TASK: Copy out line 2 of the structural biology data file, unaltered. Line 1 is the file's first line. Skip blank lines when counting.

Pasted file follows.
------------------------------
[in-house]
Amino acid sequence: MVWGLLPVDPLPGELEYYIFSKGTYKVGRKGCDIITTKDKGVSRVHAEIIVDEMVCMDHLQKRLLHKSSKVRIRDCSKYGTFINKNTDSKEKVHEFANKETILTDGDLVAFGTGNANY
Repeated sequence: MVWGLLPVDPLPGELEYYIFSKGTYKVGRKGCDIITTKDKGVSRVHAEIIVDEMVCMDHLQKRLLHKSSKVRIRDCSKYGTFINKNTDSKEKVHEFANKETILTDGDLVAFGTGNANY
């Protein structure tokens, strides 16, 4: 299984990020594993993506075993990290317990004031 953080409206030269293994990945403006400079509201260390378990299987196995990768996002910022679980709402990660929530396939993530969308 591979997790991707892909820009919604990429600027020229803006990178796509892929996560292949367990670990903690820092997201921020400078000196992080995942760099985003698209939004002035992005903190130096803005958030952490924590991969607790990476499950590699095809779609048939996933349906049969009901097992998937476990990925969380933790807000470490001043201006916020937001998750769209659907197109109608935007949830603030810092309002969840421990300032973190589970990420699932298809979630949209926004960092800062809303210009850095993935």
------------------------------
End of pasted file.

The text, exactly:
Amino acid sequence: MVWGLLPVDPLPGELEYYIFSKGTYKVGRKGCDIITTKDKGVSRVHAEIIVDEMVCMDHLQKRLLHKSSKVRIRDCSKYGTFINKNTDSKEKVHEFANKETILTDGDLVAFGTGNANY